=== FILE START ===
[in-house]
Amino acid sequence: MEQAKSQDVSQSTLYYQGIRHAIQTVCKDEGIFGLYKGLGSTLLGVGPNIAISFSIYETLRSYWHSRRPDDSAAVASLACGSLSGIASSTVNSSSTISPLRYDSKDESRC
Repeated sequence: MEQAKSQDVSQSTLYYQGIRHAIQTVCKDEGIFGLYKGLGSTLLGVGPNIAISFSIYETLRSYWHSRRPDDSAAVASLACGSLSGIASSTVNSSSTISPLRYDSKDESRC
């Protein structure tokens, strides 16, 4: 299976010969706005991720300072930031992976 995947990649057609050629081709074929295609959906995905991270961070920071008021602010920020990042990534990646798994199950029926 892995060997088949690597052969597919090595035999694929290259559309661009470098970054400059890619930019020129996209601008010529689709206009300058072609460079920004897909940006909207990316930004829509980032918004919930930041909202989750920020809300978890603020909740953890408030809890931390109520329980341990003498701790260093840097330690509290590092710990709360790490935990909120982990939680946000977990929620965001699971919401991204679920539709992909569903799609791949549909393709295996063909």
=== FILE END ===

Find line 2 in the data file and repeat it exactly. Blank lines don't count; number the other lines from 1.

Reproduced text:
Amino acid sequence: MEQAKSQDVSQSTLYYQGIRHAIQTVCKDEGIFGLYKGLGSTLLGVGPNIAISFSIYETLRSYWHSRRPDDSAAVASLACGSLSGIASSTVNSSSTISPLRYDSKDESRC